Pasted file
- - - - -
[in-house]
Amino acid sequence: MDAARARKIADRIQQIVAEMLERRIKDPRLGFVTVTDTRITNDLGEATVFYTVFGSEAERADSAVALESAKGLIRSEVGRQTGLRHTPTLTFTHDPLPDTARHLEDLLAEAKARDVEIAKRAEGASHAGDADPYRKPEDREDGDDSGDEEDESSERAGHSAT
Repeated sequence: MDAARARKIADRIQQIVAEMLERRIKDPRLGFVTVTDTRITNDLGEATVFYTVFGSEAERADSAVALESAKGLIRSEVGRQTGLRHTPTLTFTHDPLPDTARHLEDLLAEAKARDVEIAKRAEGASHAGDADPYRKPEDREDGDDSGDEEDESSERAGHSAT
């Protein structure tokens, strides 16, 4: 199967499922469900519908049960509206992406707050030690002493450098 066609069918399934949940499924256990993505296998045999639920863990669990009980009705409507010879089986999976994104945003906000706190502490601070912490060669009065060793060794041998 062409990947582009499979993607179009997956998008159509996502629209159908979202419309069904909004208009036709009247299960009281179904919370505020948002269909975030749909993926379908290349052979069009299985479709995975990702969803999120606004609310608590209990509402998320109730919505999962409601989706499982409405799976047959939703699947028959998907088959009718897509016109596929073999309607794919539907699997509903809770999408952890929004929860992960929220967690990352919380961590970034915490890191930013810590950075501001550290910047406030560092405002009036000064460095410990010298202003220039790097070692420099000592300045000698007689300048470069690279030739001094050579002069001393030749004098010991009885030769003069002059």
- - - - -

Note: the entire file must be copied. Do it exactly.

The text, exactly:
[in-house]
Amino acid sequence: MDAARARKIADRIQQIVAEMLERRIKDPRLGFVTVTDTRITNDLGEATVFYTVFGSEAERADSAVALESAKGLIRSEVGRQTGLRHTPTLTFTHDPLPDTARHLEDLLAEAKARDVEIAKRAEGASHAGDADPYRKPEDREDGDDSGDEEDESSERAGHSAT
Repeated sequence: MDAARARKIADRIQQIVAEMLERRIKDPRLGFVTVTDTRITNDLGEATVFYTVFGSEAERADSAVALESAKGLIRSEVGRQTGLRHTPTLTFTHDPLPDTARHLEDLLAEAKARDVEIAKRAEGASHAGDADPYRKPEDREDGDDSGDEEDESSERAGHSAT
């Protein structure tokens, strides 16, 4: 199967499922469900519908049960509206992406707050030690002493450098 066609069918399934949940499924256990993505296998045999639920863990669990009980009705409507010879089986999976994104945003906000706190502490601070912490060669009065060793060794041998 062409990947582009499979993607179009997956998008159509996502629209159908979202419309069904909004208009036709009247299960009281179904919370505020948002269909975030749909993926379908290349052979069009299985479709995975990702969803999120606004609310608590209990509402998320109730919505999962409601989706499982409405799976047959939703699947028959998907088959009718897509016109596929073999309607794919539907699997509903809770999408952890929004929860992960929220967690990352919380961590970034915490890191930013810590950075501001550290910047406030560092405002009036000064460095410990010298202003220039790097070692420099000592300045000698007689300048470069690279030739001094050579002069001393030749004098010991009885030769003069002059």